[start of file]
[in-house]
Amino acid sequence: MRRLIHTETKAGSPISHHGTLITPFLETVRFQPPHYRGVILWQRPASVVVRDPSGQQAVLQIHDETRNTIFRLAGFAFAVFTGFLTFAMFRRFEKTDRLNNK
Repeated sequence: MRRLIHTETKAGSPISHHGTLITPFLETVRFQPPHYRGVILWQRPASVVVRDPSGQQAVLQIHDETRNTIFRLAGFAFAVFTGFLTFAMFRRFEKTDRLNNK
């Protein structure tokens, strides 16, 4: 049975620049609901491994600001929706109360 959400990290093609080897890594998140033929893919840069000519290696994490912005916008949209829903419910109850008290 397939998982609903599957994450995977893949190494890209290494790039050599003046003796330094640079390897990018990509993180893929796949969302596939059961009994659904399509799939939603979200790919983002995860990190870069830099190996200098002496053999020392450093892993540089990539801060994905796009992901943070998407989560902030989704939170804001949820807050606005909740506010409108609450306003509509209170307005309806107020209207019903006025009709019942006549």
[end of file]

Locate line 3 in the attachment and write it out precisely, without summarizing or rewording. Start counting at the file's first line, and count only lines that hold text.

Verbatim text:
Repeated sequence: MRRLIHTETKAGSPISHHGTLITPFLETVRFQPPHYRGVILWQRPASVVVRDPSGQQAVLQIHDETRNTIFRLAGFAFAVFTGFLTFAMFRRFEKTDRLNNK